This was the largest increase in the vote for any major party since Clement Attlee’s victory in 1945.
So it is worth looking at what happened and why. Here are five things we’ve learned:
This was no single issue election
At the beginning, the Tories and much of the media tried to make this election all about Brexit. But we showed that you can’t separate that from bread and butter issues of health, social care and education. Of course Brexit matters. But this election wasn’t about Brexit – it was about Britain.
Don’t take people for granted
Make no mistake, Theresa May called an election to win a landslide. That was the plan and the expectation. The Tory press thought they could press the “security” button and the public would hand her victory on a plate. But the British public are savvy enough to know when they’re being taken for a ride. We offered a message of hope instead.
Being bold can be popular
When the election was called, the Tories had a 24 per cent lead over Labour. That could have led to us losing 97 seats. But then we published our manifesto, “For the many not the few”. Time and again on the doorsteps people told me they liked our policies that challenged the status quo and set out a fully costed way of bringing about a fairer Britain.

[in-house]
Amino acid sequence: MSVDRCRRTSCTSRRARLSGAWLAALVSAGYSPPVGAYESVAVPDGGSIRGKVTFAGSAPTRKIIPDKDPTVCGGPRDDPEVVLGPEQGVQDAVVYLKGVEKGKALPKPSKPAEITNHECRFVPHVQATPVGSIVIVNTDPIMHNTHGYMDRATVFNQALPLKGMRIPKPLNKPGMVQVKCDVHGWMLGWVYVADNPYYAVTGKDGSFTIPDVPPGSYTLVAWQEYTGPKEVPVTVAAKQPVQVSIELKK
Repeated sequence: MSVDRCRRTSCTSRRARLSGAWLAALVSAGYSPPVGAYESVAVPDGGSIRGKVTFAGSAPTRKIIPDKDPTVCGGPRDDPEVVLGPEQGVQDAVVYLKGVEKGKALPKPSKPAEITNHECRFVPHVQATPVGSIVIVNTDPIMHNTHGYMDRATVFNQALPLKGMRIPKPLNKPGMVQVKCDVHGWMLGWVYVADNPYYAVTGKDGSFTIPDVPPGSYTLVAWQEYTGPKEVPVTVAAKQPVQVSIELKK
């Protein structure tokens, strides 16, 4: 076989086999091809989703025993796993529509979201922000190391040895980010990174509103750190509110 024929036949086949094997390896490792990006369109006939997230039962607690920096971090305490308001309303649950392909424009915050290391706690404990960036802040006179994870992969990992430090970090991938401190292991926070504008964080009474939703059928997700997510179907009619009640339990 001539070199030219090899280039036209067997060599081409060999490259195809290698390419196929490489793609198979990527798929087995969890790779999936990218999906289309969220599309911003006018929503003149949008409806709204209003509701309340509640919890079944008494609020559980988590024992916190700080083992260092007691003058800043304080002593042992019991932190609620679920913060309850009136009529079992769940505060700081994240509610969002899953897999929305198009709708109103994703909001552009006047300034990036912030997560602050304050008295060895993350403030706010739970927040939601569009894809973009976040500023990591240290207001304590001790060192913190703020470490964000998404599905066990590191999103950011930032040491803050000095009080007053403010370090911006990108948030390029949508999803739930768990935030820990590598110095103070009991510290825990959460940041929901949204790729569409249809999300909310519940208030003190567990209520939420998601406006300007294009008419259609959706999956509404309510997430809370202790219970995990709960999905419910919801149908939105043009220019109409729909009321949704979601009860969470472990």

Something old, something new
Social media can no longer be called “new media” but, as well as using the tried and trusted method of knocking on people’s doors, we have engaged millions of people online and raised millions of pounds in small donations. And it is undeniably true that the Rupert Murdochs of this world no longer hold the sway over public opinion that they once did. The increasingly frantic front pages of the Tory press showed only that the establishment was getting desperate.
Security matters, but it’s not that simple
The Tories tried to scare people by painting Labour as a threat to national security, but the British public are not stupid. In the wake of the two terrorist attacks that overshadowed much of the campaign, people expressed their anger over Tory cuts to the police and security services. But security is about more than terrorism and threats to the state. It’s also about our economy and global stability, and I think more people understand this than the political and media elite admit to.
To sum up, if you’ve got a political rulebook, tear it up.
We were told political parties were dead. We were told two party politics was dead. We were told big political rallies were a thing of the past.
We were told there was a centre ground consensus that could never be moved.
A new political culture is emerging, and Labour is the party at the head of it.
Jon Trickett is the Labour MP for Hemsworth
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